Now here’s the really interesting thing. It emerged a few months ago (Comptrollers 2009 report) that a ‘letter of comfort’ was given to Anglo Irish Bank on the day of the Bank Guarantee 30th September 2008. Why? Because Lenihan knew that Anglo Irish Bank was insolvent.

Appendix 2 is fascinating. It gives an absolute roadmap for what to do with a bank and how to payoff depositors without having to treat them as parri passu with bondholders.

That can really be the only implication of a letter of comfort.

The document is also very clear on illiquidity leading to insolvency. By that stage, Anglo had been illiquid for so long…

The other document is on the NTMA and is equally eye-opening (though short enough to be ambiguous). The suspicion on here that the 20bn float the NTMA was holding was for the provision of liquidity to the banks appears to be true.

I’m not surprised FF are having a leadingship dance this weekend…

Nice one Coles2. This could be the government’s headache for this week.

For anyone harboring any doubt as to the complicity of FF in bailing out Anglo knowing full well it was insolvent long before, these documents will provide little solace. Lenihan is too smart to keep this to himslef, this was known at cabinet level IMO as well as in numerouse other circles, such as the AG, upper echelons of the CS, obviously the CB and FR as well as the movers and shakers like Desmond et al. I think this is why Desmond was so pissed a few months back, he knew they knew and decided to take a ridiculous punt back in 2008, i.e. lump Anglo in to the global financial meltdown, claim illiquidity, Lehmans effect, systemic importance, etc. to justify a blanket guarantee and hope that it all blew over before anyone knew. Remember these guys thought they were the inventors and patrons of the new paradigm, the Celtic Tiger was real to them, they really thought they could paste over the hole at Anglo and cover it with capital appreciations on the underlying assets and riding the back of a global recovery over a few years.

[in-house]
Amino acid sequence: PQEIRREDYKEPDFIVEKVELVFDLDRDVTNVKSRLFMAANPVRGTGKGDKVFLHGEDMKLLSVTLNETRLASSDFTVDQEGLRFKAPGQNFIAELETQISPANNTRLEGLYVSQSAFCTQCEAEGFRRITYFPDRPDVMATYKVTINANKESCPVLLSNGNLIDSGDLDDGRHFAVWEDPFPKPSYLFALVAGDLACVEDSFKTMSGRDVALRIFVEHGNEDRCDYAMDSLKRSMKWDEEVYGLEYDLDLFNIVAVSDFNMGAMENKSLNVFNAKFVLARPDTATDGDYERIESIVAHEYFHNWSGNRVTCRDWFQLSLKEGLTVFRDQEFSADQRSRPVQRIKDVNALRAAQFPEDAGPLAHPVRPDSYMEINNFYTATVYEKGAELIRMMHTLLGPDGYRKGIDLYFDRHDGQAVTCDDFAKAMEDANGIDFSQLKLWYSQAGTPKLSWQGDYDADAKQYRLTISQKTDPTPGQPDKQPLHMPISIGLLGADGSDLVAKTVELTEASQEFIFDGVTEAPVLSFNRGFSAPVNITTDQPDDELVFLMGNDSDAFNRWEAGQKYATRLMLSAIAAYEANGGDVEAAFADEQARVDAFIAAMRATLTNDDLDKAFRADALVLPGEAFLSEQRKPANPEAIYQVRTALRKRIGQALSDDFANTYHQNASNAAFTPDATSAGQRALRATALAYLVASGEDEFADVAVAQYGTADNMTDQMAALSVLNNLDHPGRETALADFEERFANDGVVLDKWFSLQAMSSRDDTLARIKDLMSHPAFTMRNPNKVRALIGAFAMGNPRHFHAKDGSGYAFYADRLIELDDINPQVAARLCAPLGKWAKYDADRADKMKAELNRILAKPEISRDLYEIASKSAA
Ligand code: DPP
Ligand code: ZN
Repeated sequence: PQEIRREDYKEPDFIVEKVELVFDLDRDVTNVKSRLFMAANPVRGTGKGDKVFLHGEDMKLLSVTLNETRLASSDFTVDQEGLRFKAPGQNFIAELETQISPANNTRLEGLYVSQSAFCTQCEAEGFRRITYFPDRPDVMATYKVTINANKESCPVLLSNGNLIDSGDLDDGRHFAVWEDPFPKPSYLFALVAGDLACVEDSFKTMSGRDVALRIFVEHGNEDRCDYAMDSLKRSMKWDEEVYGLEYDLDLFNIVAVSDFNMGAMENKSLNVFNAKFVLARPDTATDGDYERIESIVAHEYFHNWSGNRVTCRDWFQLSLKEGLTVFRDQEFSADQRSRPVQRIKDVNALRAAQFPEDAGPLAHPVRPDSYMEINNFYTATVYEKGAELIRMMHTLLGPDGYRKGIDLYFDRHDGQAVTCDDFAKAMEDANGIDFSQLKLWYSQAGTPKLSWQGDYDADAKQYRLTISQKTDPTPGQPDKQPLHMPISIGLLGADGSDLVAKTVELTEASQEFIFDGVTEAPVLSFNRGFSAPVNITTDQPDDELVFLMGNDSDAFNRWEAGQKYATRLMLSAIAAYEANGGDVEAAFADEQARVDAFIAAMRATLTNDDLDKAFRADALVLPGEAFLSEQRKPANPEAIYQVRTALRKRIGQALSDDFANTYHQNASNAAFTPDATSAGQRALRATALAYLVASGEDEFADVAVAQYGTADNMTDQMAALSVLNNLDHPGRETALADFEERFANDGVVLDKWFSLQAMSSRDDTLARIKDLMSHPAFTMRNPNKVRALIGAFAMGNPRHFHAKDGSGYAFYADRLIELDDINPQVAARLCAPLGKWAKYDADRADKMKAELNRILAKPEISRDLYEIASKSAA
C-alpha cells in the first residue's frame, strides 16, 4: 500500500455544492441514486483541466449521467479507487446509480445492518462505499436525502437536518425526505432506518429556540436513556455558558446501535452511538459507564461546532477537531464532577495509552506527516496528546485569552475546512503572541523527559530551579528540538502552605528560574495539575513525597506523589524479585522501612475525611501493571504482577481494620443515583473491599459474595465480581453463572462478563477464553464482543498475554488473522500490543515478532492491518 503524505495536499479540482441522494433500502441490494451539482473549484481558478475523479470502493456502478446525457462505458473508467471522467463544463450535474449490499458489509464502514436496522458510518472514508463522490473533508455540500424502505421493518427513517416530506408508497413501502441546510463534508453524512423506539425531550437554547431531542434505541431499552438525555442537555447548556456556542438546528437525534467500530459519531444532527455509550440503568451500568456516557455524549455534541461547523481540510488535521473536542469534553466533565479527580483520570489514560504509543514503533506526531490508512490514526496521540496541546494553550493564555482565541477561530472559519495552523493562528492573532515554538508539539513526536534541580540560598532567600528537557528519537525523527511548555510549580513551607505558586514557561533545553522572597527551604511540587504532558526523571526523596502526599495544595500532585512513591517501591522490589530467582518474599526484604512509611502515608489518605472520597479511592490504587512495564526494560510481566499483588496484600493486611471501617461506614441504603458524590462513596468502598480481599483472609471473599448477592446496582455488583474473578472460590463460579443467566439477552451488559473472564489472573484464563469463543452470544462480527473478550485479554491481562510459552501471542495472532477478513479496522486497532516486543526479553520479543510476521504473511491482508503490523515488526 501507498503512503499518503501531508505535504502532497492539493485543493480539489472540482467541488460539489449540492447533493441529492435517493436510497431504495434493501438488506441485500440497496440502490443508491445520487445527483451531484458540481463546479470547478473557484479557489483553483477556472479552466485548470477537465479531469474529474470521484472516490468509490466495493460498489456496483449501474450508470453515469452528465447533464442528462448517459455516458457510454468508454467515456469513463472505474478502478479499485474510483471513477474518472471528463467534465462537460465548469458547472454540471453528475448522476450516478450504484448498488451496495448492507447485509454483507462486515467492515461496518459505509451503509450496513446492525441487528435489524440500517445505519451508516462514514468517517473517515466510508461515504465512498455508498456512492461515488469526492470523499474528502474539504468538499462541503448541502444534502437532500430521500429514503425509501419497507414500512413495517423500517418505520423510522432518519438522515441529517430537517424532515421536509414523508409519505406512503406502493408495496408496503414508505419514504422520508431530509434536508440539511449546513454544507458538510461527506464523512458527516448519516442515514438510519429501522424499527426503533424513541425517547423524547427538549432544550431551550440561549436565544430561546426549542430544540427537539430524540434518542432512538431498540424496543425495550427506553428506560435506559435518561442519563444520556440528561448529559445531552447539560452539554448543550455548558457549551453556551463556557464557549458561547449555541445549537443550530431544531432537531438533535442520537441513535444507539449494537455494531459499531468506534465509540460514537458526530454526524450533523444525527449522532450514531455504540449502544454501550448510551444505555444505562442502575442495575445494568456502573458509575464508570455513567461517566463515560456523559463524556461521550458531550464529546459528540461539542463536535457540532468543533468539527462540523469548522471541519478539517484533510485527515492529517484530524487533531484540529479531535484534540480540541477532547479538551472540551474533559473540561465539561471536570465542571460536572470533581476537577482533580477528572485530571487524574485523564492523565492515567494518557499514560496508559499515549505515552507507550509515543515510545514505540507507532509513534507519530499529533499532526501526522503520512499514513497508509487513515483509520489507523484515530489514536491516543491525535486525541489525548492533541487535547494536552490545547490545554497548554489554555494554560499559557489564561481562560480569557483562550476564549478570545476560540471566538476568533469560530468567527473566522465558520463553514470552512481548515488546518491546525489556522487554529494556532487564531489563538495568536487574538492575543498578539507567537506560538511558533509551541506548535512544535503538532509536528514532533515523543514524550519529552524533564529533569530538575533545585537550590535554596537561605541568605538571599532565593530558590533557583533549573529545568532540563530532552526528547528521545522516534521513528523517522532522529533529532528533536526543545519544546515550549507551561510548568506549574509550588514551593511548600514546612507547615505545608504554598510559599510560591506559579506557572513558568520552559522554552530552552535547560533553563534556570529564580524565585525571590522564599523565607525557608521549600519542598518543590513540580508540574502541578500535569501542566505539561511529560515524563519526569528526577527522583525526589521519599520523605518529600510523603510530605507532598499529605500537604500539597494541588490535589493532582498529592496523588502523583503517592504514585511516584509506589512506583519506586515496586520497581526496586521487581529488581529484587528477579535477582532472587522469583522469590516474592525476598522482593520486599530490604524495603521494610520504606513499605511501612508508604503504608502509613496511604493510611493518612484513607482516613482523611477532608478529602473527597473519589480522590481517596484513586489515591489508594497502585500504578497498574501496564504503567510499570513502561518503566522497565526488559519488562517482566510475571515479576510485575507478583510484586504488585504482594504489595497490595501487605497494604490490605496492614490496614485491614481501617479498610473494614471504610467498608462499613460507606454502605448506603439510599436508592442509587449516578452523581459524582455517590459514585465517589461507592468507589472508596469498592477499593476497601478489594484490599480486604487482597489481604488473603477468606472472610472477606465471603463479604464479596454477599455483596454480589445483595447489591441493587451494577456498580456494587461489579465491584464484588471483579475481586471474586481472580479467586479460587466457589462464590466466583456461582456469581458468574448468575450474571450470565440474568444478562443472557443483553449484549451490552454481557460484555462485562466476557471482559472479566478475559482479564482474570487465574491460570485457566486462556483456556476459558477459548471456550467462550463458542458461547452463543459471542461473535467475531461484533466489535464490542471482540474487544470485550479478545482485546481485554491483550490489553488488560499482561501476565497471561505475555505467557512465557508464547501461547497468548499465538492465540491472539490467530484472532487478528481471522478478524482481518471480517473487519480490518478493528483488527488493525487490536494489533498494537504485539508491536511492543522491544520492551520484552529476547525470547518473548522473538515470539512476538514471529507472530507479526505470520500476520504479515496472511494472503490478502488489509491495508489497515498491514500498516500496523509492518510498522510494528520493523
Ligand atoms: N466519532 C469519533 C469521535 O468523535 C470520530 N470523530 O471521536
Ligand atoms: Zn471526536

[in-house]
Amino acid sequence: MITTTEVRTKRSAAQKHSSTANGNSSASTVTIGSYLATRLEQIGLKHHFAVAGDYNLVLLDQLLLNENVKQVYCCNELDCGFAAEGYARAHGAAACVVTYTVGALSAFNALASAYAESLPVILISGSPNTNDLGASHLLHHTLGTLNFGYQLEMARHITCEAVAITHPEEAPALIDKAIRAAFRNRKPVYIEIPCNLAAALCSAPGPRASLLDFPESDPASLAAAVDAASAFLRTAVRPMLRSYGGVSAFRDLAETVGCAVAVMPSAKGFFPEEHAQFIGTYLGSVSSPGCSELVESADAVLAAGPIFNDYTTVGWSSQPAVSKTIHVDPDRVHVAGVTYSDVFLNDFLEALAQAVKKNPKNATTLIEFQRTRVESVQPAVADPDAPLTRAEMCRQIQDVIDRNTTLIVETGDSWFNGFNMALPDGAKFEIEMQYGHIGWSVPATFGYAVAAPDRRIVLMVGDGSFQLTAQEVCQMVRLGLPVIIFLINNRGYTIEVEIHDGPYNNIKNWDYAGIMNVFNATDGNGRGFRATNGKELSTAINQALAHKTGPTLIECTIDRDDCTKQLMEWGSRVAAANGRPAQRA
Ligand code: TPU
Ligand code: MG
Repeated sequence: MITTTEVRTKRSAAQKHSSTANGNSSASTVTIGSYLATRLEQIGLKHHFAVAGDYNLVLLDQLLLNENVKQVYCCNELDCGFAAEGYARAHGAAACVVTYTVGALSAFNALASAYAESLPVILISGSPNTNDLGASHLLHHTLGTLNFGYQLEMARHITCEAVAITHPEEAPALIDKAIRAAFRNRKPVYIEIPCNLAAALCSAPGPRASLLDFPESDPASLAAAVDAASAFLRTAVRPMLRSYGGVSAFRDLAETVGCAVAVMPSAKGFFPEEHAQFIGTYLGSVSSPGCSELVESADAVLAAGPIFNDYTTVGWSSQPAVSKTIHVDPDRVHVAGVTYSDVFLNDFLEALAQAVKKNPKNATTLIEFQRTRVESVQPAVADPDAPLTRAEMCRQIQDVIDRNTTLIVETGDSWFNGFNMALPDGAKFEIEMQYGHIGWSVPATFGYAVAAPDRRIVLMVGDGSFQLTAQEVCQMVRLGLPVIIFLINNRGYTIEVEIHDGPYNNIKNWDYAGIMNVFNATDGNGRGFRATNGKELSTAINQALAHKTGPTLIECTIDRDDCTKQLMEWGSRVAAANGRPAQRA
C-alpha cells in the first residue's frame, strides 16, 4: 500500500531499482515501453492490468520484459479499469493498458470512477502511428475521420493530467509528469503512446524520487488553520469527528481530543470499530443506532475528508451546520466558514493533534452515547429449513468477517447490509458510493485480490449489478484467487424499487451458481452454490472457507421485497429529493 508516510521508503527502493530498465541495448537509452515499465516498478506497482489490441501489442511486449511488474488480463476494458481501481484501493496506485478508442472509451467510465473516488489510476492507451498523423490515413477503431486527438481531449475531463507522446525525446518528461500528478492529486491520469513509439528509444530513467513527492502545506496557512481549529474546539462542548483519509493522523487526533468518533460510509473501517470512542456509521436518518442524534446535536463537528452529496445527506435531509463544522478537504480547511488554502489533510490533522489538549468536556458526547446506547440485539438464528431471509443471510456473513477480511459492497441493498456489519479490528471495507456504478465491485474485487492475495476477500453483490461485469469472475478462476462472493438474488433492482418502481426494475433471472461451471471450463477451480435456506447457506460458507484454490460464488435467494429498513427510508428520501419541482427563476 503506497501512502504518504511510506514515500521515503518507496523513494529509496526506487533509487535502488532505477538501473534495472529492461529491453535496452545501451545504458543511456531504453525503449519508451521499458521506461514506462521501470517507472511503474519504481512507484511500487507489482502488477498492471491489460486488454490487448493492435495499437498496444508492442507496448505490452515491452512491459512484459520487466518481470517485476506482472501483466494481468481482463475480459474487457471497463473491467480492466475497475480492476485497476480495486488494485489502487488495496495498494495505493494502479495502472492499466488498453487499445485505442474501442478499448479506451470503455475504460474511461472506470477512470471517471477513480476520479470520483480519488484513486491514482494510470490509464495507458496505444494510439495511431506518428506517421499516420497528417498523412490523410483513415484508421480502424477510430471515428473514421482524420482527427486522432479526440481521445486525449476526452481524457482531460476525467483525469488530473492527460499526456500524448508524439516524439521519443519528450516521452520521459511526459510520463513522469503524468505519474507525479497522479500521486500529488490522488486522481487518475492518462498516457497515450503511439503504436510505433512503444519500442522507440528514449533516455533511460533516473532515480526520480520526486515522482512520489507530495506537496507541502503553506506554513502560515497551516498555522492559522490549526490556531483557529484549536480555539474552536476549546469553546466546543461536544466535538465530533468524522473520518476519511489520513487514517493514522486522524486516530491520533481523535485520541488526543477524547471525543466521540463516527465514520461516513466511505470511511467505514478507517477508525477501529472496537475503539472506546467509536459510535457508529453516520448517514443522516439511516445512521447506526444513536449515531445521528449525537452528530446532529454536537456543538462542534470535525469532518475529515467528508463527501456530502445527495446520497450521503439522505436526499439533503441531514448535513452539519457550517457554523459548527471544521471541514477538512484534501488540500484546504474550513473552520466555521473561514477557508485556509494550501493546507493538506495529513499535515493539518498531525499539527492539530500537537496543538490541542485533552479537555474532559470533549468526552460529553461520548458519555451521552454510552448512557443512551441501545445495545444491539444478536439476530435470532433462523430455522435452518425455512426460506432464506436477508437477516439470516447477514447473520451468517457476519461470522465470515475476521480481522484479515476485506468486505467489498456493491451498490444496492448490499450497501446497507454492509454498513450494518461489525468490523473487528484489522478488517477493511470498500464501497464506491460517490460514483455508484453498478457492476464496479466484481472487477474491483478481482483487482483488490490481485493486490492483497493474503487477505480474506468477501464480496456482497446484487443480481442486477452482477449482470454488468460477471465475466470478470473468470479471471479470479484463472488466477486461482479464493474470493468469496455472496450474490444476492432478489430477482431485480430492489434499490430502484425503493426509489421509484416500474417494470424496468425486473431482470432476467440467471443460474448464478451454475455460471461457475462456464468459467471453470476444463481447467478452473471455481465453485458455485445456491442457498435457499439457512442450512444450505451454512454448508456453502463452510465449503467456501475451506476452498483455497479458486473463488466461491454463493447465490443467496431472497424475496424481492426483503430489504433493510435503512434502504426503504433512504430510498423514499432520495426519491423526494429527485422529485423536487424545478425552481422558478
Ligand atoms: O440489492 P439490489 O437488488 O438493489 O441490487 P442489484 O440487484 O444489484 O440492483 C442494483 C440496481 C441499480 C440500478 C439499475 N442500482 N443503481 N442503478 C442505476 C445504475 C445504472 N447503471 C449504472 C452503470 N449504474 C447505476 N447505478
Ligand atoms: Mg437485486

While the Irish legal system has no teeth to deal with this treachery, the electorate does, of course the rotten system does not provide much in the way of alternatives but that could all change quickly, Shane Ross going as an independant could be followed by 100 more, one can only hope.

That’s all way to complicated for most of the electorate to understand though. At least the detail in any case.

And that’s the worry. FF have never lost 2 elections in a row. They only get sin binned.

Maybe its different this time. :angry:

Document 37 - part 1

Financial Stability Issues — Scoping Paper

  1. Introduction
    The purpose of this paper is to identify significant issues relating to the options available to the Irish authorities in the case of a systemic threat to financial stability, as well as consider any issues regarding the structures currently in place to oversee financial stability planning arrangements and also to manage a financial crisis. It examines the legal framework within which any crisis management operations must take place and any possible questions regarding the legal powers available to the Minister and the Central Bank and Financial Services Authority of Ireland (CBFSAI). The paper also includes some analysis of the recent difficulties in the UK financial system, following the experience of Northern Rock and any implications this may have for financial crisis management here. The paper examines these issues by reference to two key scenarios – a financial institution that is solvent but is experiencing liquidity problems and an institution that is insolvent or heading towards insolvency.
    This paper focuses on the domestic framework for managing financial stability issues. Work is on-going at EU level on enhancing the effectiveness of the EU stability framework by clarifying the existing arrangements for resolving cross-border financial crises and their use, while stressing the primacy of private sector solutions and minimising moral hazards. Arising from EU requirements there are a number of work streams that need to be addressed by our Domestic Standing Group on Financial Stability (DSG). These include developing a national contingency plan and carrying out a crisis simulation exercise. Ecofin Ministers recently adopted conclusions setting out further steps, at both EU and national levels, for the development of financial stability arrangements. The conclusions include common principles for cross-border financial crisis management and a roadmap for enhancing cooperation and preparedness and for reviewing the tools for crisis prevention, management and resolution. A new EU level MoU between supervisors, central banks and finance ministries will include a common analytical framework for the assessment of systemic implications of a potential crisis to ensure the use of common terminology in assessing the systemic implications of a cross-border financial crisis by relevant authorities and common practical guidelines for crisis management to reflect a common understanding of the steps and procedures that need to be taken in a cross-border crisis situation.